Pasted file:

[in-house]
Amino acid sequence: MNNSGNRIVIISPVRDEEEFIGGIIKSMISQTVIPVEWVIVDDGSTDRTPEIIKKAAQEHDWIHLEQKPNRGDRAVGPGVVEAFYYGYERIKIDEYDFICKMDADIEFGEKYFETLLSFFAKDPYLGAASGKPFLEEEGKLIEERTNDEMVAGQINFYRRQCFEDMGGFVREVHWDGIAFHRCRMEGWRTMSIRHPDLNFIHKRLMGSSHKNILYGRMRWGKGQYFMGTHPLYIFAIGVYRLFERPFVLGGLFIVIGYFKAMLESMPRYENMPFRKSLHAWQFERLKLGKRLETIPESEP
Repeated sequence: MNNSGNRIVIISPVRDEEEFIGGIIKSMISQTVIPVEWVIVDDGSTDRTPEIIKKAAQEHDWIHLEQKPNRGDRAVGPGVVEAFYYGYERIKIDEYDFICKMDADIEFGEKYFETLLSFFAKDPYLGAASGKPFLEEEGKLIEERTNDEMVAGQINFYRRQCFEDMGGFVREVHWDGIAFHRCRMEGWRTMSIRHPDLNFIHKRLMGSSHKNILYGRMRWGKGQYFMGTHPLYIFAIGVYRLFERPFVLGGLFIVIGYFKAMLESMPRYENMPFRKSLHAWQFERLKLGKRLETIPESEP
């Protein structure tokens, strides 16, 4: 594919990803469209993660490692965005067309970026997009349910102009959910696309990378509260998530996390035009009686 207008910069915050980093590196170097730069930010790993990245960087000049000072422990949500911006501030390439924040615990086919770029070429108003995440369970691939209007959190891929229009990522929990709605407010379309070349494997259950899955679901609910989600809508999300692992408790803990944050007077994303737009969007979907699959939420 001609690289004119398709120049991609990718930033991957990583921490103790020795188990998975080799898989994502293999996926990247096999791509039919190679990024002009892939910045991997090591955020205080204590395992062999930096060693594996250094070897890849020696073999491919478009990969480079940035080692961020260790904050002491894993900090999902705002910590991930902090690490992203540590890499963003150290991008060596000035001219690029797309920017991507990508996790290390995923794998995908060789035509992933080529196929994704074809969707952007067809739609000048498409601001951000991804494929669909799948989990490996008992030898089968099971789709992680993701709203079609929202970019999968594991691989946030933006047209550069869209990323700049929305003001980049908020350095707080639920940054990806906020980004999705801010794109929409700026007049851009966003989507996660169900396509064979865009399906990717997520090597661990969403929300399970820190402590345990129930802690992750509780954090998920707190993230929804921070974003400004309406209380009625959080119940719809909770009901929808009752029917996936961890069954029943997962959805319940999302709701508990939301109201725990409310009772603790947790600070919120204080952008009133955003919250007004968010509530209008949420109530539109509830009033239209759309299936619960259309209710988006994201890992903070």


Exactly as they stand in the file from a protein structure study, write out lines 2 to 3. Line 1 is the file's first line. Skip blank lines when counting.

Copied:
Amino acid sequence: MNNSGNRIVIISPVRDEEEFIGGIIKSMISQTVIPVEWVIVDDGSTDRTPEIIKKAAQEHDWIHLEQKPNRGDRAVGPGVVEAFYYGYERIKIDEYDFICKMDADIEFGEKYFETLLSFFAKDPYLGAASGKPFLEEEGKLIEERTNDEMVAGQINFYRRQCFEDMGGFVREVHWDGIAFHRCRMEGWRTMSIRHPDLNFIHKRLMGSSHKNILYGRMRWGKGQYFMGTHPLYIFAIGVYRLFERPFVLGGLFIVIGYFKAMLESMPRYENMPFRKSLHAWQFERLKLGKRLETIPESEP
Repeated sequence: MNNSGNRIVIISPVRDEEEFIGGIIKSMISQTVIPVEWVIVDDGSTDRTPEIIKKAAQEHDWIHLEQKPNRGDRAVGPGVVEAFYYGYERIKIDEYDFICKMDADIEFGEKYFETLLSFFAKDPYLGAASGKPFLEEEGKLIEERTNDEMVAGQINFYRRQCFEDMGGFVREVHWDGIAFHRCRMEGWRTMSIRHPDLNFIHKRLMGSSHKNILYGRMRWGKGQYFMGTHPLYIFAIGVYRLFERPFVLGGLFIVIGYFKAMLESMPRYENMPFRKSLHAWQFERLKLGKRLETIPESEP